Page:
“The short term work is how do you look at designing and building that mitigates at source phosphorus going into the water course.”
“The medium term work which is raising awareness and looking at solutions in relation to the Dee Valley, which is the purpose of the board.”
“The long term work is raising awareness of this, and engaging to make sure that it’s not just being tackled in terms of new build, it’s being tackled in relation to treatment.
“If we are just addressing it as local authorities, then actually, that’s going to make it very, very difficult to address it effectively, because it’s only a proportion of the way of stopping phosphorus and reducing phosphorus going into the water course.”
With the extra onus on local councils to help solve the problem, we asked if there was any new funding to help. Council Leader Mark Pritchard gave a quick “no”.
Carrying on, he then branded it a ‘mess’ adding, “if we’re not careful, every planning department in Wales is going to come to a standstill”.
Cllr Mark Pritchard said: “The Welsh Government and Natural Resource Wales have to resolve this because we can’t.
“They have to really roll their sleeves up and find a solution to this problem because we have planning applications in Wrexham standing still.
“It’s the same across Wales and it’s not good. If we’re not careful we’ll have serious issues with investments, developers and projects standing still, because we can’t mitigate the issue around phosphates through the planning process.
“It’s a serious issue, everybody’s aware of it and I think it needs to be resolved very quickly so we can all move on.”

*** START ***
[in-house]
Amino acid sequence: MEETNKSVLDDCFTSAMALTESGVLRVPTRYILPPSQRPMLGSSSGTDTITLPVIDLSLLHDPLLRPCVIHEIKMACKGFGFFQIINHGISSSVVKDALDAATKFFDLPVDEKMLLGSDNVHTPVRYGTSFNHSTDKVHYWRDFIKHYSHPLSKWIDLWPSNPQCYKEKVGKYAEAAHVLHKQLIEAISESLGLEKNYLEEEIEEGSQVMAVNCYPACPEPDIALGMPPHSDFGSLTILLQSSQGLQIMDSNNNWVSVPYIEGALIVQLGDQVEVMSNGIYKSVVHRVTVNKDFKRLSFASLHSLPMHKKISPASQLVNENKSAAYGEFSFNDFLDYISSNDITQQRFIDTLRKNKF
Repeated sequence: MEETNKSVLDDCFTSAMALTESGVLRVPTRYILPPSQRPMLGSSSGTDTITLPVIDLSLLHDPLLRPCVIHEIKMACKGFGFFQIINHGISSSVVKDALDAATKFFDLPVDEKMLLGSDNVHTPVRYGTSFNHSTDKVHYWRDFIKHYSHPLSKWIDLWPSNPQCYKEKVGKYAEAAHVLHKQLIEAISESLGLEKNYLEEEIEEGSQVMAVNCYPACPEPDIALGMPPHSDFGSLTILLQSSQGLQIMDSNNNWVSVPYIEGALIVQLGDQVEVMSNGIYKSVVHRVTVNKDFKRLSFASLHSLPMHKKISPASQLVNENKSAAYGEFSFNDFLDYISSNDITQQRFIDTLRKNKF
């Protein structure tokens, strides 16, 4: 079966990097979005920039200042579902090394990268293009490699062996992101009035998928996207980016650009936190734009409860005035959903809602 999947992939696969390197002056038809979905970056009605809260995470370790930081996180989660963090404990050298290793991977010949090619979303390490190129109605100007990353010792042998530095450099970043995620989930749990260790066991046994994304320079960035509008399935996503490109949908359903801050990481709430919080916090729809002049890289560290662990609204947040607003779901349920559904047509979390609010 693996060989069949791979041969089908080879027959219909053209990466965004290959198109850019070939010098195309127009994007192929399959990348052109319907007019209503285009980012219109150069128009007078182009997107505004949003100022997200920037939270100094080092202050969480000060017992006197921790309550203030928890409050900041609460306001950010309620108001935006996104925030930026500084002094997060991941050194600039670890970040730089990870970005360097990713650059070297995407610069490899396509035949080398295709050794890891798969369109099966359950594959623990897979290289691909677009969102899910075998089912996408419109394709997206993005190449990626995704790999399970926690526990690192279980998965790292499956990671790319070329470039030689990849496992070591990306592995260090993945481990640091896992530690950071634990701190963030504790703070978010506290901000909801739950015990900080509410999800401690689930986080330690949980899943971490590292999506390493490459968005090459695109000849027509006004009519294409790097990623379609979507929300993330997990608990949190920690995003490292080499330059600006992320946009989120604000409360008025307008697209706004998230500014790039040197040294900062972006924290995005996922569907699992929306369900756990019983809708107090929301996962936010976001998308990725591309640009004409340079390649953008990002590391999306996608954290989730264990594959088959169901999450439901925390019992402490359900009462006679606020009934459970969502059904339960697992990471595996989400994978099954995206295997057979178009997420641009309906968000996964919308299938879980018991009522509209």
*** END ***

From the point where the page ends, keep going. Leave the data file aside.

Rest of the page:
“Developers are not going to wait around and wait for this issue to be resolved, they will spend the money in England and invest in England. It’s not good. I think that everybody needs to wake up to this very quickly, that it will have a massive impact on the economy of Wales if it’s not resolved quickly.”
Responding to Cllr Pritchard’s comments, a Welsh Government spokesperson said: “We are working with partners to tackle phosphate pollution, which poses a serious risk to the health and wellbeing of our future generations if left unchecked.
“While we prioritise building affordable housing at pace in Wales, the resilience of our river ecosystems and the benefits they provide – including top quality drinking and bathing water to benefit our communities, our businesses and our wildlife – must not be jeopardised.
“We are in a climate and nature emergency, and must make sure that what we do today doesn’t lead to unintended consequences that prove damaging to communities and future generations further down the line.
“We are committed to building 20,000 low carbon and affordable homes for rent over the next five years, and are working closely with our partners to deliver this ambitious target.”
Natural Resources Wales has been approached for comment.
Members of Wrexham Council’s executive board will discuss measures to address the risk of phosphate pollution at their next meeting on Tuesday (March 8, 2022).
Wrexham.com / Local Democracy Service